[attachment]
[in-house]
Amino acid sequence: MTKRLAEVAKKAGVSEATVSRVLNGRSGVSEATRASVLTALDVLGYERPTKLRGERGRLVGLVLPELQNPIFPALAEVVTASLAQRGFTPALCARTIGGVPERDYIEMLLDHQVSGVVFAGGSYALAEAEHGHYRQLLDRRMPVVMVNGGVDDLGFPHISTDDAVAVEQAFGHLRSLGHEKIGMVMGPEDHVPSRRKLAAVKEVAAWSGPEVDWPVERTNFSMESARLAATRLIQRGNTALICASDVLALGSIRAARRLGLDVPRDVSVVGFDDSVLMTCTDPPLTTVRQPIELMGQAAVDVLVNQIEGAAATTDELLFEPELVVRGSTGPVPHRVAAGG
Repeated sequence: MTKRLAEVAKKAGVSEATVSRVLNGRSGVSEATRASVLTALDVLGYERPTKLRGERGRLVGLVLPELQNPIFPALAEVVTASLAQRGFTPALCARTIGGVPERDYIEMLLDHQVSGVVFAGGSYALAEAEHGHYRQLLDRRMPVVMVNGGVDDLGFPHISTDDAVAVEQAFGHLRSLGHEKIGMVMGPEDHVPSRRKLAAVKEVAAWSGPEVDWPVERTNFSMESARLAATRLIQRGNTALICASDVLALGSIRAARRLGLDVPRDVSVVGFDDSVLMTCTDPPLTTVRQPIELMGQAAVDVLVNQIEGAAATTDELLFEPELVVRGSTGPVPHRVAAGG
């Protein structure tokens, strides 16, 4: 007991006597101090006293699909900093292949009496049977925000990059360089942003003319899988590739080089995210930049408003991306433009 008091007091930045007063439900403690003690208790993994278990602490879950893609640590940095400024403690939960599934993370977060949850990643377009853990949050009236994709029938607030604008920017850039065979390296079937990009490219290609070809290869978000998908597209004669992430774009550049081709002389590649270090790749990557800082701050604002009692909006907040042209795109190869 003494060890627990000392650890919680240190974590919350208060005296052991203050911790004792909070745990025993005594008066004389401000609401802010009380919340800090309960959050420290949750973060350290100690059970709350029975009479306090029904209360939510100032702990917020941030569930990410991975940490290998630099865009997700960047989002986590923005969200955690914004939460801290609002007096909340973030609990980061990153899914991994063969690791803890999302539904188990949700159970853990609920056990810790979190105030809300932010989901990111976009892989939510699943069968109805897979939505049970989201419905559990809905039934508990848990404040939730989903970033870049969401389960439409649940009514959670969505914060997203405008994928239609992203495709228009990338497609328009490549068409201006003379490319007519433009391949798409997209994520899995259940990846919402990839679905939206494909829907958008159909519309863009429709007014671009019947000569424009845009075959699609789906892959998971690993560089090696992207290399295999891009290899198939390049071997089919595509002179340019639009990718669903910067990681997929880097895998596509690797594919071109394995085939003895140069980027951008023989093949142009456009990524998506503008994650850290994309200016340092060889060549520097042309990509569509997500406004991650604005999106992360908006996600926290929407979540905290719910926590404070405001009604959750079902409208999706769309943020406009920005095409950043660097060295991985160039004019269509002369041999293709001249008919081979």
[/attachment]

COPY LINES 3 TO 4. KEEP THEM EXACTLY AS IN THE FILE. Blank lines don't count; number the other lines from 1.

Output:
Repeated sequence: MTKRLAEVAKKAGVSEATVSRVLNGRSGVSEATRASVLTALDVLGYERPTKLRGERGRLVGLVLPELQNPIFPALAEVVTASLAQRGFTPALCARTIGGVPERDYIEMLLDHQVSGVVFAGGSYALAEAEHGHYRQLLDRRMPVVMVNGGVDDLGFPHISTDDAVAVEQAFGHLRSLGHEKIGMVMGPEDHVPSRRKLAAVKEVAAWSGPEVDWPVERTNFSMESARLAATRLIQRGNTALICASDVLALGSIRAARRLGLDVPRDVSVVGFDDSVLMTCTDPPLTTVRQPIELMGQAAVDVLVNQIEGAAATTDELLFEPELVVRGSTGPVPHRVAAGG
């Protein structure tokens, strides 16, 4: 007991006597101090006293699909900093292949009496049977925000990059360089942003003319899988590739080089995210930049408003991306433009 008091007091930045007063439900403690003690208790993994278990602490879950893609640590940095400024403690939960599934993370977060949850990643377009853990949050009236994709029938607030604008920017850039065979390296079937990009490219290609070809290869978000998908597209004669992430774009550049081709002389590649270090790749990557800082701050604002009692909006907040042209795109190869 003494060890627990000392650890919680240190974590919350208060005296052991203050911790004792909070745990025993005594008066004389401000609401802010009380919340800090309960959050420290949750973060350290100690059970709350029975009479306090029904209360939510100032702990917020941030569930990410991975940490290998630099865009997700960047989002986590923005969200955690914004939460801290609002007096909340973030609990980061990153899914991994063969690791803890999302539904188990949700159970853990609920056990810790979190105030809300932010989901990111976009892989939510699943069968109805897979939505049970989201419905559990809905039934508990848990404040939730989903970033870049969401389960439409649940009514959670969505914060997203405008994928239609992203495709228009990338497609328009490549068409201006003379490319007519433009391949798409997209994520899995259940990846919402990839679905939206494909829907958008159909519309863009429709007014671009019947000569424009845009075959699609789906892959998971690993560089090696992207290399295999891009290899198939390049071997089919595509002179340019639009990718669903910067990681997929880097895998596509690797594919071109394995085939003895140069980027951008023989093949142009456009990524998506503008994650850290994309200016340092060889060549520097042309990509569509997500406004991650604005999106992360908006996600926290929407979540905290719910926590404070405001009604959750079902409208999706769309943020406009920005095409950043660097060295991985160039004019269509002369041999293709001249008919081979």